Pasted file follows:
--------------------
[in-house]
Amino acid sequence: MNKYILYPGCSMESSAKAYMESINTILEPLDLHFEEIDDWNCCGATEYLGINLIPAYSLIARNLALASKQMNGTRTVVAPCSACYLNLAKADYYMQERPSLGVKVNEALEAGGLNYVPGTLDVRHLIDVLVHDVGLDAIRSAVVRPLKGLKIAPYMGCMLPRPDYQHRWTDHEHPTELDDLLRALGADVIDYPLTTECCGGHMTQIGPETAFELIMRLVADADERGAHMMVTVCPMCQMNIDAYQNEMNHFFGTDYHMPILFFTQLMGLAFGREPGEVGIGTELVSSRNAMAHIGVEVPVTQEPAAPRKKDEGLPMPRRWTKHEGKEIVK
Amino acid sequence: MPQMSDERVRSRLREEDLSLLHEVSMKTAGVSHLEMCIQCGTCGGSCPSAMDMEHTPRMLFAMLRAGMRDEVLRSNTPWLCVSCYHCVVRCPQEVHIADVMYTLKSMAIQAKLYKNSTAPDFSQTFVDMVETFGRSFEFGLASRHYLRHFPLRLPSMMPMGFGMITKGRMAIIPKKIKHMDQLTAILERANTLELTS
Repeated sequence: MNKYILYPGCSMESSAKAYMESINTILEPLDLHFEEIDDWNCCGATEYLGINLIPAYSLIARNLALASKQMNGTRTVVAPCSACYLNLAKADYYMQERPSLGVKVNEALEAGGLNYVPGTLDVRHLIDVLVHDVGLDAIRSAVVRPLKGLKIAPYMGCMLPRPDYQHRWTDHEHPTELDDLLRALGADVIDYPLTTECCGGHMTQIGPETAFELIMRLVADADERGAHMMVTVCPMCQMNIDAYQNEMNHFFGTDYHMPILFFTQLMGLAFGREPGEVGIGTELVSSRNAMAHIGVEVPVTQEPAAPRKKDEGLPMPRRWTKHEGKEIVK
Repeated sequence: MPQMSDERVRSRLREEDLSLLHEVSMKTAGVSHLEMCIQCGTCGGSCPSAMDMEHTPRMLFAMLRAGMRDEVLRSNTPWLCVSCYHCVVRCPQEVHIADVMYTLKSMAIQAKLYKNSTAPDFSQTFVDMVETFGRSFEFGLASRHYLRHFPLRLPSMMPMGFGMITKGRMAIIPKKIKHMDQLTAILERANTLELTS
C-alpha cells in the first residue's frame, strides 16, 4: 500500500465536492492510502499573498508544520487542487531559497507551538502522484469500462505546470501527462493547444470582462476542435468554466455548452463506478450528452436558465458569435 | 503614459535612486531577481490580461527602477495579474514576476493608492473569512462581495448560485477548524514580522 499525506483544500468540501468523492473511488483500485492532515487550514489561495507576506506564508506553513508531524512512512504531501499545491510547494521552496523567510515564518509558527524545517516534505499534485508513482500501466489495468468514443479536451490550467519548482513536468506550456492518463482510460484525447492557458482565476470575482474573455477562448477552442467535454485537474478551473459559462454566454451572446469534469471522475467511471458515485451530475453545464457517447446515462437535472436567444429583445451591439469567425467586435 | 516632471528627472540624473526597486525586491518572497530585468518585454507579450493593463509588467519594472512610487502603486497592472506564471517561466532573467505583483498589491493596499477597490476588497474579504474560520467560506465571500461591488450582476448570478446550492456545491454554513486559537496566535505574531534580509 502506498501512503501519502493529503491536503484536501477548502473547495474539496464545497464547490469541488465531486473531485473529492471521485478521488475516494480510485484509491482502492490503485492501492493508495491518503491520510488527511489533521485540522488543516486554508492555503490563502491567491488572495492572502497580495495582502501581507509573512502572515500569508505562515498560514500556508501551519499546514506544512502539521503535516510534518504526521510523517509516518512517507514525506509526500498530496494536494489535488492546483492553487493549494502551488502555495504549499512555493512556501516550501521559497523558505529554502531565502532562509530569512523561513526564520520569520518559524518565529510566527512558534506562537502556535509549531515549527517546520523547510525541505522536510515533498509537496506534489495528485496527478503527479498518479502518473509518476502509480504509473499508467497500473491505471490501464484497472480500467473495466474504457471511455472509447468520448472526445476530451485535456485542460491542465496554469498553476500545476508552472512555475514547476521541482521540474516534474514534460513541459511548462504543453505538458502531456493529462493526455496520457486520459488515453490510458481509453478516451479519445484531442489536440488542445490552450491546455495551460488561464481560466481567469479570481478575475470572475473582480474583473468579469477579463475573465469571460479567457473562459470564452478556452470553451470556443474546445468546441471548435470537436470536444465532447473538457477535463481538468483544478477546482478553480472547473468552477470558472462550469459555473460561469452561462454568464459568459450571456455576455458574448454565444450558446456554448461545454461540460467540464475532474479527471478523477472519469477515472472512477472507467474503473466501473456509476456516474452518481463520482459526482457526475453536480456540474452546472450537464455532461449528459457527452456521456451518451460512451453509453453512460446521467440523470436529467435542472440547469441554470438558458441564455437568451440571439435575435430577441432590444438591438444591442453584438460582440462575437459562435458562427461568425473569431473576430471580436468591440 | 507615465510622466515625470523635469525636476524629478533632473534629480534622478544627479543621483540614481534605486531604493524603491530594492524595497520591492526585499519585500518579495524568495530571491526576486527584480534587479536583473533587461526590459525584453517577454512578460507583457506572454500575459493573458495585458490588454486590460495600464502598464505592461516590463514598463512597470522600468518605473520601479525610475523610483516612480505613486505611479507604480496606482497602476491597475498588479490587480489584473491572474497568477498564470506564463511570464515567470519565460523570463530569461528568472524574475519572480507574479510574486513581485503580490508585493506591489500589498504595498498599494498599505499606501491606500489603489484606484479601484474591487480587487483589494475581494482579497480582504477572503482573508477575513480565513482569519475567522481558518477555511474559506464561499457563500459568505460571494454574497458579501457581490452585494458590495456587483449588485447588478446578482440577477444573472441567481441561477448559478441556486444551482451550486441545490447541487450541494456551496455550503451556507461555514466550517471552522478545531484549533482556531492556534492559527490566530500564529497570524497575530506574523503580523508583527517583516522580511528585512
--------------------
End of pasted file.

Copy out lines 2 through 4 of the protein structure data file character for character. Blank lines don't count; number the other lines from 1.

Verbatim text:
Amino acid sequence: MNKYILYPGCSMESSAKAYMESINTILEPLDLHFEEIDDWNCCGATEYLGINLIPAYSLIARNLALASKQMNGTRTVVAPCSACYLNLAKADYYMQERPSLGVKVNEALEAGGLNYVPGTLDVRHLIDVLVHDVGLDAIRSAVVRPLKGLKIAPYMGCMLPRPDYQHRWTDHEHPTELDDLLRALGADVIDYPLTTECCGGHMTQIGPETAFELIMRLVADADERGAHMMVTVCPMCQMNIDAYQNEMNHFFGTDYHMPILFFTQLMGLAFGREPGEVGIGTELVSSRNAMAHIGVEVPVTQEPAAPRKKDEGLPMPRRWTKHEGKEIVK
Amino acid sequence: MPQMSDERVRSRLREEDLSLLHEVSMKTAGVSHLEMCIQCGTCGGSCPSAMDMEHTPRMLFAMLRAGMRDEVLRSNTPWLCVSCYHCVVRCPQEVHIADVMYTLKSMAIQAKLYKNSTAPDFSQTFVDMVETFGRSFEFGLASRHYLRHFPLRLPSMMPMGFGMITKGRMAIIPKKIKHMDQLTAILERANTLELTS
Repeated sequence: MNKYILYPGCSMESSAKAYMESINTILEPLDLHFEEIDDWNCCGATEYLGINLIPAYSLIARNLALASKQMNGTRTVVAPCSACYLNLAKADYYMQERPSLGVKVNEALEAGGLNYVPGTLDVRHLIDVLVHDVGLDAIRSAVVRPLKGLKIAPYMGCMLPRPDYQHRWTDHEHPTELDDLLRALGADVIDYPLTTECCGGHMTQIGPETAFELIMRLVADADERGAHMMVTVCPMCQMNIDAYQNEMNHFFGTDYHMPILFFTQLMGLAFGREPGEVGIGTELVSSRNAMAHIGVEVPVTQEPAAPRKKDEGLPMPRRWTKHEGKEIVK